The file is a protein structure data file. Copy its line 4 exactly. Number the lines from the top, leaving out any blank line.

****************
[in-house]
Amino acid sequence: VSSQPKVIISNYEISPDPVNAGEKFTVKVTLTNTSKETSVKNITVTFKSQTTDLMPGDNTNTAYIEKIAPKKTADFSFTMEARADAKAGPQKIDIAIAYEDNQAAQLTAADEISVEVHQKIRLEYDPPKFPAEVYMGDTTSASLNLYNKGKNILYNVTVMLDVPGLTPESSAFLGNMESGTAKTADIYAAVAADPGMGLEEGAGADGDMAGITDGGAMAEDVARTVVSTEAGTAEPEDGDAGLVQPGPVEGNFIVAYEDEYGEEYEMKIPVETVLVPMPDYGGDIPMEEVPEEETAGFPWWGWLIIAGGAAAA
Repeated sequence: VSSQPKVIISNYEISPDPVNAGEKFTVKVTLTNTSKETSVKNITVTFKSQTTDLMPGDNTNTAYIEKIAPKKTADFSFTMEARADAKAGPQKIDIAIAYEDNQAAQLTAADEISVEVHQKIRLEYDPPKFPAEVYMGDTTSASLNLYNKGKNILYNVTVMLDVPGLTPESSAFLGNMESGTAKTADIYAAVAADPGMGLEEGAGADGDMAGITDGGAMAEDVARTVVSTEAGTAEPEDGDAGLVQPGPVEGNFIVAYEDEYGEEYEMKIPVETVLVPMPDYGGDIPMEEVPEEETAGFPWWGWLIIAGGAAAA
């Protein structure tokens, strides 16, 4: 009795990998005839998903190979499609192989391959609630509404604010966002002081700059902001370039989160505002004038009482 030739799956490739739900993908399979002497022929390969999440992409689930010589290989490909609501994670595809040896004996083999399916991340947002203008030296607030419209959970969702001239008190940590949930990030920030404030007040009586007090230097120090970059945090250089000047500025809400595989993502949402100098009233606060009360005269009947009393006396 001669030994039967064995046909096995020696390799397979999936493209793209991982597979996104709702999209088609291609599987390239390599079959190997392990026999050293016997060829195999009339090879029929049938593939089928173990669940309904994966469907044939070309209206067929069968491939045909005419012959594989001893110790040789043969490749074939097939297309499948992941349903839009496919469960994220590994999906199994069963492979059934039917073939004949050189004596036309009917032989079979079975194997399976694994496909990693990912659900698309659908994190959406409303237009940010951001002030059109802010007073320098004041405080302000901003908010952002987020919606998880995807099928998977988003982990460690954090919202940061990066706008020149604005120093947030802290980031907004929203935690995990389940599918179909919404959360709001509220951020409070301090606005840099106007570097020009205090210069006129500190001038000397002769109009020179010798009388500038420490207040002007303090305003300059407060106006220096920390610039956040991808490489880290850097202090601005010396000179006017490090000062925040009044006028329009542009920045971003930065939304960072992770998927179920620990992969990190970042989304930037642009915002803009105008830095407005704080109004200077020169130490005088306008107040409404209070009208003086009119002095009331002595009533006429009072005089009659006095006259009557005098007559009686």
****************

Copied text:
């Protein structure tokens, strides 16, 4: 009795990998005839998903190979499609192989391959609630509404604010966002002081700059902001370039989160505002004038009482 030739799956490739739900993908399979002497022929390969999440992409689930010589290989490909609501994670595809040896004996083999399916991340947002203008030296607030419209959970969702001239008190940590949930990030920030404030007040009586007090230097120090970059945090250089000047500025809400595989993502949402100098009233606060009360005269009947009393006396 001669030994039967064995046909096995020696390799397979999936493209793209991982597979996104709702999209088609291609599987390239390599079959190997392990026999050293016997060829195999009339090879029929049938593939089928173990669940309904994966469907044939070309209206067929069968491939045909005419012959594989001893110790040789043969490749074939097939297309499948992941349903839009496919469960994220590994999906199994069963492979059934039917073939004949050189004596036309009917032989079979079975194997399976694994496909990693990912659900698309659908994190959406409303237009940010951001002030059109802010007073320098004041405080302000901003908010952002987020919606998880995807099928998977988003982990460690954090919202940061990066706008020149604005120093947030802290980031907004929203935690995990389940599918179909919404959360709001509220951020409070301090606005840099106007570097020009205090210069006129500190001038000397002769109009020179010798009388500038420490207040002007303090305003300059407060106006220096920390610039956040991808490489880290850097202090601005010396000179006017490090000062925040009044006028329009542009920045971003930065939304960072992770998927179920620990992969990190970042989304930037642009915002803009105008830095407005704080109004200077020169130490005088306008107040409404209070009208003086009119002095009331002595009533006429009072005089009659006095006259009557005098007559009686």